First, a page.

Commentary: Amazon + Wal-Mart = Win/Win
When a Mar. 4 news report said Amazon.com Inc. (AMZN ) was close to signing a deal with giant Wal-Mart Stores Inc. (WMT ), it looked like the most promising development in some time for the ailing Internet retailer. Amazon, facing concerns it might run out of money, would run the Web site and distribution for Wal-Mart's struggling online unit in return for fees, in-store promotion, and possibly cash. Investors cheered, boosting the stock 26% in a day, to 12 5/8.
But hold on. According to one source close to the talks, no deal was ever agreed upon--and none is on the front burner now. Too bad, because such a deal would be, well, such a deal--for Wal-Mart, for Amazon and its beleaguered shareholders, and for consumers. Amazon may be the biggest online brand, but it needs real-world retailing expertise and exposure. At the same time, brick-and-mortar chains such as Wal-Mart now realize how tough e-tailing is. And it's clear consumers want to shop both at stores and on the Web. Linking the retailing kings could give shoppers unprecedented choice of how to buy, receive, and return merchandise.
GOODIES. This kind of alliance has already succeeded. Last year, Amazon teamed with Toys `R' Us. (TOY ) The toy chain supplies inventory, while Amazon runs the Web site and delivers the goods from its six U.S. distribution centers. The combined store brought in $124 million in sales this past holiday season. Perhaps more important, Amazon avoided an inventory writedown that whacked its profits by $39 million the previous year. In fact, it cut inventories by 21%--to $175 million--in the fourth quarter, even as sales rose 44%, to $972 million. And Toys `R' Us didn't have customers slamming it for late deliveries, as in 1999.
Hard-pressed Amazon would benefit the most from a Wal-Mart deal. Ideally, it would get a bundle of goodies. Through in-store signs and kiosks where customers could order goods Wal-Mart doesn't stock, Amazon could acquire customers for far less than its already low $13 apiece. It could offload the costs of inventory, as it did with Toys `R' Us, while filling its distribution centers, which now run at less than 40% of capacity. And it could tap Wal-Mart's expertise in judging product demand and keeping inventories low--not to mention its singular pricing power. All that could ease persistent concerns it might run out of capital before it turns the profit it has promised by yearend. A move sure to calm nervous investors, it might also reassure shoppers who have slowed online spending. As Laurie Windham, CEO of e-commerce researcher Cognitiative Inc., puts it: "You would have the ultimate consumer-value proposition in retailing."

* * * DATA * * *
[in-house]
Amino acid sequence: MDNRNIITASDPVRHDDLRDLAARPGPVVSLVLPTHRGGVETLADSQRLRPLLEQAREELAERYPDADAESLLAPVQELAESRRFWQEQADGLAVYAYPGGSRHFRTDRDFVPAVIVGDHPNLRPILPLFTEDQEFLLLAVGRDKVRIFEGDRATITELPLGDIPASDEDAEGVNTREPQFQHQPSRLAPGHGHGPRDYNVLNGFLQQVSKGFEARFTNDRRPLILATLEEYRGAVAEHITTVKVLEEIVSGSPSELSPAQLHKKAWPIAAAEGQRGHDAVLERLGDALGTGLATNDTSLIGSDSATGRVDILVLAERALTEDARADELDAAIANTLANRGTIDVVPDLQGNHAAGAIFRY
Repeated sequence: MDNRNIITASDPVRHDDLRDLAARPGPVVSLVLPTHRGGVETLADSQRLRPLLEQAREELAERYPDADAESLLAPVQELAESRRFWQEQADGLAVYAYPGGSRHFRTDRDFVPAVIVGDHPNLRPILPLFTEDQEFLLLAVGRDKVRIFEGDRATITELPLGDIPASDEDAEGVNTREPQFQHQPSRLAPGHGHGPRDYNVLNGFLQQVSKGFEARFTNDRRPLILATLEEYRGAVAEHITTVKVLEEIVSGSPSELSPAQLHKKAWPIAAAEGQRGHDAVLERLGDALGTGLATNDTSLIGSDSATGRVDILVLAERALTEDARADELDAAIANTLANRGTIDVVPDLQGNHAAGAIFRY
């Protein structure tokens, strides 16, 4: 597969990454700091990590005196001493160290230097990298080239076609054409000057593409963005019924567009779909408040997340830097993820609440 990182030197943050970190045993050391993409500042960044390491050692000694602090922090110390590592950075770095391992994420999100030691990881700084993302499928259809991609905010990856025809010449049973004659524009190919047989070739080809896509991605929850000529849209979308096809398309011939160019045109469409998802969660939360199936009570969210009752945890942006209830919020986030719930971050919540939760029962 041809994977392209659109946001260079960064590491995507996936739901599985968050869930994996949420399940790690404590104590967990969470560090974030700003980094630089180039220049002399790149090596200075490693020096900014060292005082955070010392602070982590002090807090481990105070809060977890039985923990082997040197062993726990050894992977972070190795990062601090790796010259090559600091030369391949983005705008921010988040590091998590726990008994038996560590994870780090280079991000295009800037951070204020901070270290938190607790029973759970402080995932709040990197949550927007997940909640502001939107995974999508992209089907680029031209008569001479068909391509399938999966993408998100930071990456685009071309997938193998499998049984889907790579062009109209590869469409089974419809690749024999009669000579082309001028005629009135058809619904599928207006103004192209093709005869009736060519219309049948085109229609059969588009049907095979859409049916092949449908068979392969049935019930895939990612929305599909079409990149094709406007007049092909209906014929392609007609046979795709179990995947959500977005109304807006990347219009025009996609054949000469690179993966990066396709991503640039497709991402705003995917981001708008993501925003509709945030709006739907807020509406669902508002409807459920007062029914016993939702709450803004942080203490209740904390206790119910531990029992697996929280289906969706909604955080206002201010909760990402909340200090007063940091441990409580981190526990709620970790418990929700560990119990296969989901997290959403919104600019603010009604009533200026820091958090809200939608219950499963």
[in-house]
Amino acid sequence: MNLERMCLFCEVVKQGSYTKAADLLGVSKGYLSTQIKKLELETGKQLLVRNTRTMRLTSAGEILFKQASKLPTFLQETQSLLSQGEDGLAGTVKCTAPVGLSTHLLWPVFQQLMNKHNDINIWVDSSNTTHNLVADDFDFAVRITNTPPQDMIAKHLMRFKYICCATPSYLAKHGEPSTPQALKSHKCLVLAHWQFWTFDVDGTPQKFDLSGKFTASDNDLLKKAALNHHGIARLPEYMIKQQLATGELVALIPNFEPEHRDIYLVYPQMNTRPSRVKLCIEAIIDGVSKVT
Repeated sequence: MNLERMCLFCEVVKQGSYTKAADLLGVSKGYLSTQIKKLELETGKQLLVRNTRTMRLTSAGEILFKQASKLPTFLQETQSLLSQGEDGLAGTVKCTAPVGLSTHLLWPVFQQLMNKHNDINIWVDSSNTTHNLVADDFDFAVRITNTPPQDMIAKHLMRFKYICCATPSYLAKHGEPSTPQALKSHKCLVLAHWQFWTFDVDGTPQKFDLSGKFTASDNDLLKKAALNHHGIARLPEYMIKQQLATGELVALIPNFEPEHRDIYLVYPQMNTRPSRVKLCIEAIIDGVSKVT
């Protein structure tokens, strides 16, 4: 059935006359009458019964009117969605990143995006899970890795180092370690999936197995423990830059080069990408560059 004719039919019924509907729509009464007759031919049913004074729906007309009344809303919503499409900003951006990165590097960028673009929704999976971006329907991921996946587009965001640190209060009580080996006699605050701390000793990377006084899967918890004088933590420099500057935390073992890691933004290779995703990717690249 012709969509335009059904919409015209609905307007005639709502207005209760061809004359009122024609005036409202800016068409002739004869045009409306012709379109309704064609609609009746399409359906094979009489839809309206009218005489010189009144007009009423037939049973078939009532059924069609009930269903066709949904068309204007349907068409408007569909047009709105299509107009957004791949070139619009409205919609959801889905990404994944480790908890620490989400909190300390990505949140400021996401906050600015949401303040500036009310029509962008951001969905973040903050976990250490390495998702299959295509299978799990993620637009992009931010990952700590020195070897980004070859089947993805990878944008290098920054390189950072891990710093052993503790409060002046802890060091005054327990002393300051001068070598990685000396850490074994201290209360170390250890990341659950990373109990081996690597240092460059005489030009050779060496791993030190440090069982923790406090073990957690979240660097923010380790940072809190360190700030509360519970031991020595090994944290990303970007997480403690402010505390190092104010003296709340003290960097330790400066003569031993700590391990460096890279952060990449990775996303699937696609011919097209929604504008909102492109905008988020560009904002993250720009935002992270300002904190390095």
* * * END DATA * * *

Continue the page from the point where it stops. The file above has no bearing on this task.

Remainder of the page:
For Wal-Mart, the advantages are less clear-cut. E-commerce sales are a rounding error compared with its $191 billion in sales last year, so it could take the time to perfect its site and build its own fulfillment system. But Walmart.com badly needs a boost. According to a Cognitiative survey, 100% of holiday Walmart.com customers cited one or more problems shopping on the site, ranging from shipping costs to orders that never arrived. Amazon was nowhere near perfect, either, with 55% running into a problem--but that's the best performance of any online retailer. And Amazon's reach among U.S. online shoppers tops 30% vs. Walmart.com's 11.7%.
Besides, even though Amazon and Wal-Mart are often held up as archrivals, their online businesses are complementary. Their customer bases couldn't be more different: Amazon has captured the yuppie crowd that values time and convenience, while Wal-Mart attracts everyone else, meaning value shoppers who watch their wallets.
There's no doubt an Amazon-Wal-Mart alliance would be hard to pull off. Their disparate cultures, size, and target customers may present too wide a gulf to bridge. But both could win if they join forces, largely because it would please the folks that matter: their customers.
By Rob Hof
Senior Writer Hof covers technology issues from San Mateo, Calif.